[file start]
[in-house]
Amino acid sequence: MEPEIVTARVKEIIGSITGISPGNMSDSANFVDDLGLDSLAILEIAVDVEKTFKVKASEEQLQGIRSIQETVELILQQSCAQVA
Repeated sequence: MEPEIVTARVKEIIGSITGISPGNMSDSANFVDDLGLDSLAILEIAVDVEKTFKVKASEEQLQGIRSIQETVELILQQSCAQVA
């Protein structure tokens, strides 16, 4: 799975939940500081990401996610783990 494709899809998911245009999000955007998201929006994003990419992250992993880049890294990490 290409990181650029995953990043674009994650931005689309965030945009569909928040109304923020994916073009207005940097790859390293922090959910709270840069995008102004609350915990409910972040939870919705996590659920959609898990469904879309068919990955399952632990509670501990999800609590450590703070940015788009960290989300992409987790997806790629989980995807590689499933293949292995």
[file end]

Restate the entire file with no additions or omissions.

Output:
[in-house]
Amino acid sequence: MEPEIVTARVKEIIGSITGISPGNMSDSANFVDDLGLDSLAILEIAVDVEKTFKVKASEEQLQGIRSIQETVELILQQSCAQVA
Repeated sequence: MEPEIVTARVKEIIGSITGISPGNMSDSANFVDDLGLDSLAILEIAVDVEKTFKVKASEEQLQGIRSIQETVELILQQSCAQVA
């Protein structure tokens, strides 16, 4: 799975939940500081990401996610783990 494709899809998911245009999000955007998201929006994003990419992250992993880049890294990490 290409990181650029995953990043674009994650931005689309965030945009569909928040109304923020994916073009207005940097790859390293922090959910709270840069995008102004609350915990409910972040939870919705996590659920959609898990469904879309068919990955399952632990509670501990999800609590450590703070940015788009960290989300992409987790997806790629989980995807590689499933293949292995």